Torvalds hails commercialisation of Linux

No clash with open source values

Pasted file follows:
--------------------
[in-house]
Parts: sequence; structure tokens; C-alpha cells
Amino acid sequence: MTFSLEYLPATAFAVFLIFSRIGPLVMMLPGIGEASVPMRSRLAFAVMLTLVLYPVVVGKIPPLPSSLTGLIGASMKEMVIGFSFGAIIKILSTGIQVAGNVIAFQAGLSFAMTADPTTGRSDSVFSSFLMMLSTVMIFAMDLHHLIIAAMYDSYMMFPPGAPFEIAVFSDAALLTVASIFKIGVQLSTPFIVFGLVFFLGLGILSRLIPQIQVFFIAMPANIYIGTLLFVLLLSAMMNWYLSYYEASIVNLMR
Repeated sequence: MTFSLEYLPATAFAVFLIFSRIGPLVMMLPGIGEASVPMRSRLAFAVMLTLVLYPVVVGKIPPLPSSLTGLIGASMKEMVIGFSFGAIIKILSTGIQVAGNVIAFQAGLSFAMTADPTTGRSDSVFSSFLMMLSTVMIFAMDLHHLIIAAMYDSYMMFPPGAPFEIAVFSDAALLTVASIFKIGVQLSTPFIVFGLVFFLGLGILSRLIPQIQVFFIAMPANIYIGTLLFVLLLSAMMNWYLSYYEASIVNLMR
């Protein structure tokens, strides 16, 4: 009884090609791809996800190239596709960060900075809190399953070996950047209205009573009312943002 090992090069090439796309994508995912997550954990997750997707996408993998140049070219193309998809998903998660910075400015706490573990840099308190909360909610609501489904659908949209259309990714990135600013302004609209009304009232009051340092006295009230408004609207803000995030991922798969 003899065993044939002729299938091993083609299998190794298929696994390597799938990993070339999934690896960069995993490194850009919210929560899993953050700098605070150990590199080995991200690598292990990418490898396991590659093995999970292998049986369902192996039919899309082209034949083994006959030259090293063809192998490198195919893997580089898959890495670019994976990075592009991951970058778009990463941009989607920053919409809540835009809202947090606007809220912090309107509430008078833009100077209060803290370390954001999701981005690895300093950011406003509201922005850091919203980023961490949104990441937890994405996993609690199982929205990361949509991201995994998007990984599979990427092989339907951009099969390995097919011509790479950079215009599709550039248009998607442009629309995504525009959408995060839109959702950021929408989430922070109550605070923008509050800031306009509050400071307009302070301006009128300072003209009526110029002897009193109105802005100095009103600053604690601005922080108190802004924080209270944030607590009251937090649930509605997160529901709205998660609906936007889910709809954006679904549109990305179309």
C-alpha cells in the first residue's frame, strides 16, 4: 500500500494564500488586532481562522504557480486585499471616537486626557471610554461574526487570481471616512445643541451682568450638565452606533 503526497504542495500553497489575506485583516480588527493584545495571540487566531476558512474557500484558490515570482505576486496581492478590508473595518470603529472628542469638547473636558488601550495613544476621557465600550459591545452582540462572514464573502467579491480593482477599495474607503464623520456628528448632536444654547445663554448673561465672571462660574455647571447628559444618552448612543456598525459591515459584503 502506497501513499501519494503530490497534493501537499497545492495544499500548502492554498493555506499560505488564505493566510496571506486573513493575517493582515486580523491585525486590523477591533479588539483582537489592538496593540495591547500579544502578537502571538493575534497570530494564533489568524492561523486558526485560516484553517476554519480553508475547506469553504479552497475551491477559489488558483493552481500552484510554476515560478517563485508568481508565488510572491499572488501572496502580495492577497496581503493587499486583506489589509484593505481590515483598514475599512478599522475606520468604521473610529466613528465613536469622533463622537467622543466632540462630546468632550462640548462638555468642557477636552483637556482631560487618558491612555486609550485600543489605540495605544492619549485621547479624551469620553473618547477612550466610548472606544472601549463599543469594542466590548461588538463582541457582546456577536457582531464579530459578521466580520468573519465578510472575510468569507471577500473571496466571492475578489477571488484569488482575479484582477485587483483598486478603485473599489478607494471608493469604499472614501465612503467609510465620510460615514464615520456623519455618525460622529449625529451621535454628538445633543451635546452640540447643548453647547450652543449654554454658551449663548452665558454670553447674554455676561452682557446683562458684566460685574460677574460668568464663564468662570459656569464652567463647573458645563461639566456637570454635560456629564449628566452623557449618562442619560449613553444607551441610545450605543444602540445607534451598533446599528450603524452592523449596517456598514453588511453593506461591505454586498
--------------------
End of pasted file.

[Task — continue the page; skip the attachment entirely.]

For someone who "doesn't like doing talks", Linus Torvalds makes a pretty good fist of public speaking. Yesterday, the self-described Poster Boy for Linux took to the stage at the main conference hall in New York's Jacob Javits Center and played the packed audience (several thousand strong) like a seasoned pro. And, from his LinuxWorld Expo keynote speech, it's clear that Torvalds is big on other seasoned pros -- the commercial Linux community. There is, he argues, no clash between open source and commercialism. Commercial companies helped to turn Linux from a good technology which "not many people wanted to use" into a good product, he says. "It is not the point of Linux to be uncommercial -- the real point is to create something that is nice to use and for people to control what they are using." These are values that all companies should strive for, according to Torvalds. And commercial (Linux) companies, he says, do have these values -- unlike some unnamed "shamanistic" (yes, he really did use that word) companies, who "tell you what to do". So why the plug for profit-seeking Linux firms? Surely they can look after themselves? Tens of billions of dollars in market capitalisation, much of it in the hands of the major Linux distros, are represented at the 160 or so companies exhibiting on the LinuxWorld Expo show floor this year. Huge amounts of VC cash continues to swill into what is (in money terms) still a pretty small market. That's the Linux Money Pit. Back in Linux Userland where, according to Torvalds, most advances take place, many continue to oppose the commercialisation of Linux. In the nicest possible way, Torvalds is telling purists that they have lost this no-money battle, and they should feel good about it. The important thing (we guess) for Torvalds is for the entire Linux community to work in harmony towards a bigger, better OS. And if people and companies make money along the way, then so much the better. ®

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